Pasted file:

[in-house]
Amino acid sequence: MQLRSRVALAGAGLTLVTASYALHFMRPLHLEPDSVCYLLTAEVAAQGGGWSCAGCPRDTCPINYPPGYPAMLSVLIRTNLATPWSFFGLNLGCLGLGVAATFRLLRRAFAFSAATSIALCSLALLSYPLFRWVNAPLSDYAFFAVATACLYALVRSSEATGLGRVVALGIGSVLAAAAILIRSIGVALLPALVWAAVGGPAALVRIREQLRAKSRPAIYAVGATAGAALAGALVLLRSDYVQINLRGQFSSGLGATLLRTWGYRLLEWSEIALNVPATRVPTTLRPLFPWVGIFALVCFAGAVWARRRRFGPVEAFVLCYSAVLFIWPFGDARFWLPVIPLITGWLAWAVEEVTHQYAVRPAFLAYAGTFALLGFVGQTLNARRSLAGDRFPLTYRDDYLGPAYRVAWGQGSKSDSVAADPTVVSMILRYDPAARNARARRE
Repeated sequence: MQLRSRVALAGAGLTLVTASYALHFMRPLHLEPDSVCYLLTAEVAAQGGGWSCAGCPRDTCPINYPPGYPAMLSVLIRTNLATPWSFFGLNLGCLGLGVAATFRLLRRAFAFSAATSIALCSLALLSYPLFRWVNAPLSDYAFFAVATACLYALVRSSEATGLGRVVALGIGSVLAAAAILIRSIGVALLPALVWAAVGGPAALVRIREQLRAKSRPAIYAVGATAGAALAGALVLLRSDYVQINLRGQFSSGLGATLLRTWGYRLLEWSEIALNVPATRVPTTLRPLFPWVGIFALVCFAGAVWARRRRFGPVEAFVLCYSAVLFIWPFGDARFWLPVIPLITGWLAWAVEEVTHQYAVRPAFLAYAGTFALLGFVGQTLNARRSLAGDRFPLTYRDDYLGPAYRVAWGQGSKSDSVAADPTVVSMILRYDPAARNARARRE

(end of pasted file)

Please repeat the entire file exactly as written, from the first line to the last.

[in-house]
Amino acid sequence: MQLRSRVALAGAGLTLVTASYALHFMRPLHLEPDSVCYLLTAEVAAQGGGWSCAGCPRDTCPINYPPGYPAMLSVLIRTNLATPWSFFGLNLGCLGLGVAATFRLLRRAFAFSAATSIALCSLALLSYPLFRWVNAPLSDYAFFAVATACLYALVRSSEATGLGRVVALGIGSVLAAAAILIRSIGVALLPALVWAAVGGPAALVRIREQLRAKSRPAIYAVGATAGAALAGALVLLRSDYVQINLRGQFSSGLGATLLRTWGYRLLEWSEIALNVPATRVPTTLRPLFPWVGIFALVCFAGAVWARRRRFGPVEAFVLCYSAVLFIWPFGDARFWLPVIPLITGWLAWAVEEVTHQYAVRPAFLAYAGTFALLGFVGQTLNARRSLAGDRFPLTYRDDYLGPAYRVAWGQGSKSDSVAADPTVVSMILRYDPAARNARARRE
Repeated sequence: MQLRSRVALAGAGLTLVTASYALHFMRPLHLEPDSVCYLLTAEVAAQGGGWSCAGCPRDTCPINYPPGYPAMLSVLIRTNLATPWSFFGLNLGCLGLGVAATFRLLRRAFAFSAATSIALCSLALLSYPLFRWVNAPLSDYAFFAVATACLYALVRSSEATGLGRVVALGIGSVLAAAAILIRSIGVALLPALVWAAVGGPAALVRIREQLRAKSRPAIYAVGATAGAALAGALVLLRSDYVQINLRGQFSSGLGATLLRTWGYRLLEWSEIALNVPATRVPTTLRPLFPWVGIFALVCFAGAVWARRRRFGPVEAFVLCYSAVLFIWPFGDARFWLPVIPLITGWLAWAVEEVTHQYAVRPAFLAYAGTFALLGFVGQTLNARRSLAGDRFPLTYRDDYLGPAYRVAWGQGSKSDSVAADPTVVSMILRYDPAARNARARRE